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Mission and Strategy

Our mission is to improve the funding and practice of science.

Funding agencies should engage in bold experimentation to reduce bureaucracy, fund new ideas, and speed up innovation. Moreover, they should make much more data available so that independent scholars can evaluate the results.

For more on these ideas, read our Statement of Principles (with multiple signatories).

The Good Science Project engages in communications and public advocacy towards these goals. Our theory of change is that communications can affect the course of public debate, and ultimately influence policymakers.

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Reducing Unnecessary Bureaucracy

Federally-funded scientists spend too much of their time waiting to hear whether a proposal was approved, filing bureaucratic reports, etc. We need to streamline practices so that scientists can waste less time jumping through hoops, and spend more time on science.

Institutional Innovation

Too many scientific institutions (whether funding agencies or universities) fall into the same patterns and structures. Scientific innovation is more likely when there is a greater diversity of institutional approaches.

Funding High-Risk, High-Reward Science

Breakthrough scientific ideas have often been unpopular, and can have particular trouble getting funded. We need to experiment with different funding mechanisms and peer review models to see what works, and what might be more open to new ideas.

Funding Exploration

Goal-directed research (such as a “cancer moonshot”) is often more popular than fundamental, exploratory research. Funders need to ensure that a substantial part of their portfolio goes to fundamental science, which sets the stage for advancement in the future.

Improving Scientific Quality

Too much low-quality science gets funded and published every year. Funding practices can actually create perverse incentives that encourage such work. Funders need to bend over backwards to incentivize good science rather than low-quality science.

Rebalancing the Research Enterprise

There are arguably too many people being trained as graduate students and post-docs compared to the number of academic positions available. At the same time, there are too few career options for people who would be excellent at managing research labs, writing research software, etc. We need to have better calibration between the number of trainees and the amounts and types of research careers available.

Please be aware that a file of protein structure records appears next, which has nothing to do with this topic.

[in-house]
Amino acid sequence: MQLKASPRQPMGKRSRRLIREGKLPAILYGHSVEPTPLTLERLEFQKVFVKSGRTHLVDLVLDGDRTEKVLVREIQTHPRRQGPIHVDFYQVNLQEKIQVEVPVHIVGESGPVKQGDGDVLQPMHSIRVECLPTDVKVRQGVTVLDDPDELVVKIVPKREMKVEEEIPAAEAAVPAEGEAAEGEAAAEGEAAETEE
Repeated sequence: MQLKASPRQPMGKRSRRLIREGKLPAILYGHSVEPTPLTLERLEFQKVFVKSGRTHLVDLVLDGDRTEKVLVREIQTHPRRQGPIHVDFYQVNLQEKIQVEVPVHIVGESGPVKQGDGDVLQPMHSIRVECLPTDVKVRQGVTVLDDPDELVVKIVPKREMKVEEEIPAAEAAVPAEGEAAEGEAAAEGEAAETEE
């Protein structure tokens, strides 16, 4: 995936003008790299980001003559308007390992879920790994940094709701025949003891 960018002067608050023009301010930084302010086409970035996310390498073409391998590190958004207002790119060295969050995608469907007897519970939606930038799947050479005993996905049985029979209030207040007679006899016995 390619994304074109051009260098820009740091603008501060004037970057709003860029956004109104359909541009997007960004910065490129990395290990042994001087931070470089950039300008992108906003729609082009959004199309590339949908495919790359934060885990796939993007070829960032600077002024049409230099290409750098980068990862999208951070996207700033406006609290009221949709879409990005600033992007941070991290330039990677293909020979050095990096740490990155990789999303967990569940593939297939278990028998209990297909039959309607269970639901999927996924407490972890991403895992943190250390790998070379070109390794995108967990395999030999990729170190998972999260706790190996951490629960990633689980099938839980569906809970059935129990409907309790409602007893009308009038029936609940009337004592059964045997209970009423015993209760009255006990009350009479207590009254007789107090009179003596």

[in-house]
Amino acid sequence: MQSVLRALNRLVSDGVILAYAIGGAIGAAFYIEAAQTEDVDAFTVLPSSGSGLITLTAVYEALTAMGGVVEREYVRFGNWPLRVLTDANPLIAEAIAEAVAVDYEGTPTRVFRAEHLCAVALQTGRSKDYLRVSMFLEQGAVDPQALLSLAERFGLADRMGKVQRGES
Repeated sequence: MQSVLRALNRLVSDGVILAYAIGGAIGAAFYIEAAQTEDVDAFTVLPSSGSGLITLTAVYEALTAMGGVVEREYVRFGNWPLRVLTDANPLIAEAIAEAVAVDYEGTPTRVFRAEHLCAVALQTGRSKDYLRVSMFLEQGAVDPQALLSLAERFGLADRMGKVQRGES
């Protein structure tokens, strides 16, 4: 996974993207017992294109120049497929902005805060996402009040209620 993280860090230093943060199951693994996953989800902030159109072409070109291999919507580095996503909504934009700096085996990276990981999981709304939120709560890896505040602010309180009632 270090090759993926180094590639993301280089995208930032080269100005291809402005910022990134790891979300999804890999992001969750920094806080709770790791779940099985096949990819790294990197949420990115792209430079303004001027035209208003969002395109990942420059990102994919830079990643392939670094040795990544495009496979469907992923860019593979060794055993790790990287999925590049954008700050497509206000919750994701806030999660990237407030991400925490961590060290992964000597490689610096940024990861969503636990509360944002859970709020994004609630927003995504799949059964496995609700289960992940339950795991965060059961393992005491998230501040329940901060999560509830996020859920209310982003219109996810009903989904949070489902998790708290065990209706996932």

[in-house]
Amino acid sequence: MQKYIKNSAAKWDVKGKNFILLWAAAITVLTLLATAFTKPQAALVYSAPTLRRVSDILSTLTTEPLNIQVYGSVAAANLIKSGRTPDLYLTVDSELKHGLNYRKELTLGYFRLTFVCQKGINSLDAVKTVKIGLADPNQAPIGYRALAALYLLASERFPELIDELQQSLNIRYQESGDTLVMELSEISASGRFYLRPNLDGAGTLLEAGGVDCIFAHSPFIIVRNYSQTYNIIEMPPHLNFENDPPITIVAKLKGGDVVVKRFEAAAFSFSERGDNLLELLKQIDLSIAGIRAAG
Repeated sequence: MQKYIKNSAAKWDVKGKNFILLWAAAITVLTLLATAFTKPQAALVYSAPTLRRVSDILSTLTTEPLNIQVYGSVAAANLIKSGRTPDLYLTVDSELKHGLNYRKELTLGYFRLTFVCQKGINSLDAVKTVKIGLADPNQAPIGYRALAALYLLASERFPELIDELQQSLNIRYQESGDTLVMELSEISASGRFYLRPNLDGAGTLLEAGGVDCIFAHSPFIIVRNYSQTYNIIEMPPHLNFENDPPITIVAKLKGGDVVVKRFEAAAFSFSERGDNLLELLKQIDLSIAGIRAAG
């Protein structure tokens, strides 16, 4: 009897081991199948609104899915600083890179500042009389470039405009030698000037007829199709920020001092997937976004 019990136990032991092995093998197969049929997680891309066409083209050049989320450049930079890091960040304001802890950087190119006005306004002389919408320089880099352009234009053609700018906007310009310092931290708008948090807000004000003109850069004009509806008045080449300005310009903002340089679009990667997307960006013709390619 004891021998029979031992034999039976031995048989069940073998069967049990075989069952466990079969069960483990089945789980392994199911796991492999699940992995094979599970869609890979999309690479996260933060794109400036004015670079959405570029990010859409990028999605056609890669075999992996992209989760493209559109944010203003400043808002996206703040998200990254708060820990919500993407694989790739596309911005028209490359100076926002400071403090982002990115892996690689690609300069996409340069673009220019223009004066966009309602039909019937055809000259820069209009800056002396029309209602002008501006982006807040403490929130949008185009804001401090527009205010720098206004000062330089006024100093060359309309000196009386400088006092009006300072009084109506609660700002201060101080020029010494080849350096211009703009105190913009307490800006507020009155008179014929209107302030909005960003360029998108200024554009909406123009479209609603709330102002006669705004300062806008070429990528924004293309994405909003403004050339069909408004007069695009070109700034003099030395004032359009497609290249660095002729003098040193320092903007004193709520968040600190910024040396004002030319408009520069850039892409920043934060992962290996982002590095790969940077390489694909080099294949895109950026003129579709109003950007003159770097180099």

Latest Articles

December 7, 2022
INTERVIEW: Eileen Jaffe

Eileen Jaffe recently retired after a long career as a professor in the Molecular Therapeutics program at […]

November 30, 2022

Roger D. Peng is a Professor of Statistics and Data Sciences at the University of Texas, Austin. Previously, he […]

November 21, 2022
Under the Evidence Act, the NIH Could Do Much More…

If you care about evidence-based policy, one of your favorite moments in the past 20+ years is […]

November 16, 2022
Birds, Frogs, and … Squirrels? A Comment on Leaving Academia

by Eric Gilliam Erik Hoel, who writes¬†The Intrinsic Perspective,¬†has just announced that he is leaving his position […]

October 19, 2022
Bringing Greater Balance to the Force (the Biomedical Scientific Workforce, that is)

One of the biggest problems in scientific funding today is that younger scientists are increasingly shut out […]

October 11, 2022
How to Actually Reduce the Administrative Burden on Research

Tl;dr version: So far, it has been pretty much impossible to reduce the burden of bureaucracy on […]


Stuart Buck

Executive Director

Betsy Ogburn

Senior Fellow

Eric Gilliam



Brian Nosek

Co-Founder and Executive Director, Center for Open Science

Daniel Goroff

Vice President and Program Director, Alfred P. Sloan Foundation

Chonnettia Jones

Executive Director for Addgene

Michael Stebbins

President of Science Advisors


Prachee Avasthi

Co-founder and Chief Science Officer, Arcadia Science; Associate Professor of Biochemistry and Cell Biology, Dartmouth

Philip Bourne

Dean, School of Data Science, University of Virginia; Former Assistant Director of Data Science, NIH

Daniel Correa

President, Federation of American Scientists

Tyler Cowen

Professor of Economics, George Mason University

Maryrose Franko

Executive Director, Health Research Alliance

Kumar Garg

Vice President of Partnerships, Schmidt Futures

Gregg Gonsalves

Associate Professor of Epidemiology, Yale

John List

Professor of Economics, University of Chicago; Chief Economist, Walmart

Olivia Rissland

Assistant Professor of Biochemistry and Molecular Genetics, Univ. of Colorado

Joseph Ross

Professor of Medicine and of Public Health, Yale

Heidi Williams

Professor of Economics, Stanford


The Good Science Project is currently funded by Patrick Collison and the Survival and Flourishing Fund. It is a project of the New Venture Fund, a 501(c)(3) fiscal sponsor.


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